Rogers: Putin has upper hand in negotiations

House Intelligence Committee Chairman Mike RogersMichael (Mike) Dennis RogersCoherent strategy needed beyond limited sanctions to counter Russian aggression NSA nominee sails through second confirmation hearing Trump gives jolt to push for military ‘space force’ MORE (R-Mich.) said Russia's incursion into an area outside Crimea Saturday was likely in preparation for a successful secession vote later Sunday. 

The village just outside Crimea, which holds a natural gas distribution center, is a strategic hold for Russia along with facilities like airports, communication centers and parliament, Rogers said. 

"In order to protect the outcome of that vote, I think they needed this strategic hold," Rogers said on CBS's "Face the Nation."

"This is where natural gas can be delivered in that region and I think the Russians believe that was very, very important to make sure that wasn't a lever that the Kiev government could use against the Crimean peninsula."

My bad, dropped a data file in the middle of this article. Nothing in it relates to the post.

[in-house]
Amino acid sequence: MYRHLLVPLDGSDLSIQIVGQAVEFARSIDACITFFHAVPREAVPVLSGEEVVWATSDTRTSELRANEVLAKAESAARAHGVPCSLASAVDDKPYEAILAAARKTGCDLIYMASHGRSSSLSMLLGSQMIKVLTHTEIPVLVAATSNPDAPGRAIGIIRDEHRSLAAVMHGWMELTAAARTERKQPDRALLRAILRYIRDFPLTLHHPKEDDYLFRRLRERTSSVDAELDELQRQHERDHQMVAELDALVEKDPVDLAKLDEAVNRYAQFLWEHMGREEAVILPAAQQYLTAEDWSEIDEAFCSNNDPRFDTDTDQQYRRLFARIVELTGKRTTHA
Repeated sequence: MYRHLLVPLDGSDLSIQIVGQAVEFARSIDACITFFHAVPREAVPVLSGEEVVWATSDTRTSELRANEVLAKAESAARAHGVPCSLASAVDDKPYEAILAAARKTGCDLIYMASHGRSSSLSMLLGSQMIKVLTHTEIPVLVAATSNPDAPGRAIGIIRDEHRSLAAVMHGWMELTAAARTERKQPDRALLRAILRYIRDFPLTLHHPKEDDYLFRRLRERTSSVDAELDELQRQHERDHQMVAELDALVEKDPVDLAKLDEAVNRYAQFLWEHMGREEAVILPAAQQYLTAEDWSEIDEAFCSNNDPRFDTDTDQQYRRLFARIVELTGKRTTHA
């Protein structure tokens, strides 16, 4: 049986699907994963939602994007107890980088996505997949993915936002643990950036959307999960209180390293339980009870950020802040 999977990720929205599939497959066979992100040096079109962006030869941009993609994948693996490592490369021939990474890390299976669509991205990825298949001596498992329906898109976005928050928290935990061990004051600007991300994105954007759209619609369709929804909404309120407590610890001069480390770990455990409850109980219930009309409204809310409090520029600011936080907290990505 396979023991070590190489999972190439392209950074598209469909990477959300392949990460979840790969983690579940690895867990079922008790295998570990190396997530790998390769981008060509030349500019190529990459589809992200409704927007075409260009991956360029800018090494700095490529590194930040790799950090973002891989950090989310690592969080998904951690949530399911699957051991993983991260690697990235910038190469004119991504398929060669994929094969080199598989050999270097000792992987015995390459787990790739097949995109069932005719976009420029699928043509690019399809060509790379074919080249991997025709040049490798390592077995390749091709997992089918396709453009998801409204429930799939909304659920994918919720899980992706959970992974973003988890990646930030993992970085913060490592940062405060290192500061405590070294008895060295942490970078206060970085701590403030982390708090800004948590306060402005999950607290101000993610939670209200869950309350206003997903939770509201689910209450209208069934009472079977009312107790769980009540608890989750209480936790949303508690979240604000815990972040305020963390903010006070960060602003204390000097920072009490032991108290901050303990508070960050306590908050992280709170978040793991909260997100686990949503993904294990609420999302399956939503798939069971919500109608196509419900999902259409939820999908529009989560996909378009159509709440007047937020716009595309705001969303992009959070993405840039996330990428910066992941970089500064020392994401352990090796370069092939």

He said the move means that Russia believes the vote in Crimea to gain independence from Ukraine and join Russia will be successful. 

“This is that next logical step to make sure that they cannot interfere with the successful delivery of energy to the Crimean Peninsula," he said. 

Rogers said Russian President Vladimir Putin has the advantage over the United States. Putin has also been emboldened by rising popularity in Russia amid the incursion, he said. 

"Clearly he has set the table to his advantage in any negotiation going forward," he said. "Clearly that has happened. And the fact that we have had a little bit of fraying in our European relationships diplomatically has caused us some real difficulties." 

The Ukraine foreign ministry on Saturday claimed Russian forces entered the village of Strilkove, just east of the tip of Crimea and six miles north of the border, with four helicopter gunships and three armored vehicles. It called for the troops to immediately withdraw. 

The move appeared to be the first action by Russian forces outside Crimea — a region populated by ethnic Russians that is holding the referendum.